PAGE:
Privacy versus Antidiscrimination

Privacy and Security

Article Snapshot

Author(s)

Lior Strahilevitz

Source

75 University of Chicago Law Review 363, 2008

Summary

The author argues that the privacy protections are actually harmful to antidiscrimination laws in some contexts.

Policy Relevance

Statistical discrimination often results when privacy protections prevent full access to an applicant’s profile, especially in the context of criminal histories. The best countermeasure is creating easier and fuller access, not government restriction of access to such information.

Main Points

  • Research published in the Journal of Law and Economics by Holzer, Raphael, and Stoll shows how prevalent statistical discrimination is and that antidiscrimination laws are ineffective in curtailing it.
     
  • This research is the state of the art. Other studies have had conflicting results from the use of data sets with too many variables. Moreover, most other results are preliminary, ambiguous, and have not made it past peer review.
     
  • The basic finding of the Holzer research is that employers who do not do criminal background checks are less likely to hire African-American employees because of statistical discrimination.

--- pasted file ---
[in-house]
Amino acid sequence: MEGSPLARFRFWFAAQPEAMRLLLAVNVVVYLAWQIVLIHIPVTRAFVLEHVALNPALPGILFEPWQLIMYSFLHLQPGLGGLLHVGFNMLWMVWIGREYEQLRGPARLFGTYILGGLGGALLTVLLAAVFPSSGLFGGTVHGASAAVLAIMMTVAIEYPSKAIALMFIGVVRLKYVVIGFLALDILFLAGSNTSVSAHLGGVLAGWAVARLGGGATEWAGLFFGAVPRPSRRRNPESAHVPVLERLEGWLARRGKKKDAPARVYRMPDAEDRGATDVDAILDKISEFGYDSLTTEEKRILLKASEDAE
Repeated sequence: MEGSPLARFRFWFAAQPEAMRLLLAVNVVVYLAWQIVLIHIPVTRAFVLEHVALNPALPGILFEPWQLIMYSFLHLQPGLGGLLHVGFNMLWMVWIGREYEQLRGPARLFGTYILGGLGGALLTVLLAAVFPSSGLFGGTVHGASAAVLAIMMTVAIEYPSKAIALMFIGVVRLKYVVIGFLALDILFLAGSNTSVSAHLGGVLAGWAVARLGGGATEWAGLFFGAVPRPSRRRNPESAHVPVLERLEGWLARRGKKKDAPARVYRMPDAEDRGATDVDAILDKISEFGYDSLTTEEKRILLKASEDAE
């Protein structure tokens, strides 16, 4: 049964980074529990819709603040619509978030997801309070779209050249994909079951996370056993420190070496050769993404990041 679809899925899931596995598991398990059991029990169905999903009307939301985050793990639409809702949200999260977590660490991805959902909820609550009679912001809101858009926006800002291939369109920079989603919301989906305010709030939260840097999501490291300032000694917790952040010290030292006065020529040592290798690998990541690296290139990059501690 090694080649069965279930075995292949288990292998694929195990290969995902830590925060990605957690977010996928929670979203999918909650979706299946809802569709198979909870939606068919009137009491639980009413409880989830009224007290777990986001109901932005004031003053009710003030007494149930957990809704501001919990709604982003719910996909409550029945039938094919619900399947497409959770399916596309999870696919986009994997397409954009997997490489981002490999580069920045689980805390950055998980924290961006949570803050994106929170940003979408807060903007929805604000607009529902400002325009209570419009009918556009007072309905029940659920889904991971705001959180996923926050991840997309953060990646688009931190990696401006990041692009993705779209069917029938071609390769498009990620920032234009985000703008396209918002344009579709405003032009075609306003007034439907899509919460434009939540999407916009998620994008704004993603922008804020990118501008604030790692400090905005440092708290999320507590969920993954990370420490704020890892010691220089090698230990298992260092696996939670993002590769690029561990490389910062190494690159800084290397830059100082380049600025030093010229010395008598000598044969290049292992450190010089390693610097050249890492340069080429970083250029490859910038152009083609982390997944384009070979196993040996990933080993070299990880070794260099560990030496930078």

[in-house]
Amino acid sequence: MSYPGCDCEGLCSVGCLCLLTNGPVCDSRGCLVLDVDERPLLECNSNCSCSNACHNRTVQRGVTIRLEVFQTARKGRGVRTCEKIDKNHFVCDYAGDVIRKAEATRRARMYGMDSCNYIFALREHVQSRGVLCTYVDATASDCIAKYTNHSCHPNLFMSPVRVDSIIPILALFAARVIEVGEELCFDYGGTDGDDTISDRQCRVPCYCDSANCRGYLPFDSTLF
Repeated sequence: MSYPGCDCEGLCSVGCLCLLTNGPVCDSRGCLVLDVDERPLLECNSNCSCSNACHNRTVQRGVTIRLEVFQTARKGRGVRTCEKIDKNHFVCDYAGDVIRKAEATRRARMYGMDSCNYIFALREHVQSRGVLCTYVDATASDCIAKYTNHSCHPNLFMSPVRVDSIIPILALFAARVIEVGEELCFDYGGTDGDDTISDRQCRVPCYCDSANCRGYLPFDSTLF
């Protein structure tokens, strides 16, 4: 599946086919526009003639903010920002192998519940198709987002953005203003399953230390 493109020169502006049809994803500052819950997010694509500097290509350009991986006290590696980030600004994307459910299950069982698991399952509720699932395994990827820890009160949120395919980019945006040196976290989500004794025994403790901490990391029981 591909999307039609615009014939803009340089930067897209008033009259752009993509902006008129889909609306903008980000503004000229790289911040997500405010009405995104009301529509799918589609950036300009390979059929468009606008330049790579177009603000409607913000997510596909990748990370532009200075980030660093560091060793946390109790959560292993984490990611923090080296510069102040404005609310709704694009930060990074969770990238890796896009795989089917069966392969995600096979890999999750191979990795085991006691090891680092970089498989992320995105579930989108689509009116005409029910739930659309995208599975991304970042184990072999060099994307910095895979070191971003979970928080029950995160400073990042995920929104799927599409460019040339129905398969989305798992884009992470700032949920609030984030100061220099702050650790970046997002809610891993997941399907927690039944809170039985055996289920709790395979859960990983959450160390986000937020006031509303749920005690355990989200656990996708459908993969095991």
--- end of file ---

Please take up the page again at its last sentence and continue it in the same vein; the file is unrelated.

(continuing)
• Government solutions to statistical discrimination that rely on reducing the amount of information that can be accessed about an applicant to prevent racial or gender discrimination are ineffective.
     
  • In today’s information age, statistical discrimination should be combated by providing more information about an applicant to employers. This way, facts like race or gender will not be overemphasized when seen in comparison to the candidate’s overall profile.
     
  • This strategy would work in statistical discrimination cases, but only when there is not a prevalence of animus-based discrimination. Otherwise, fewer privacy protections would make it easier for animus-based discriminators to find non-pretext reasons for discrimination.
     
  • An approach that reduces privacy protections to further access to information must provide accurate information, or else it fails.
     
  • However, the government should not publish protected information such as HIV status to further this sort of policy. Taking such a stance would do more harm than good because of the perception that HIV status has in this country.

 

Get The Article

Find the full article online

Search for Full Article

Share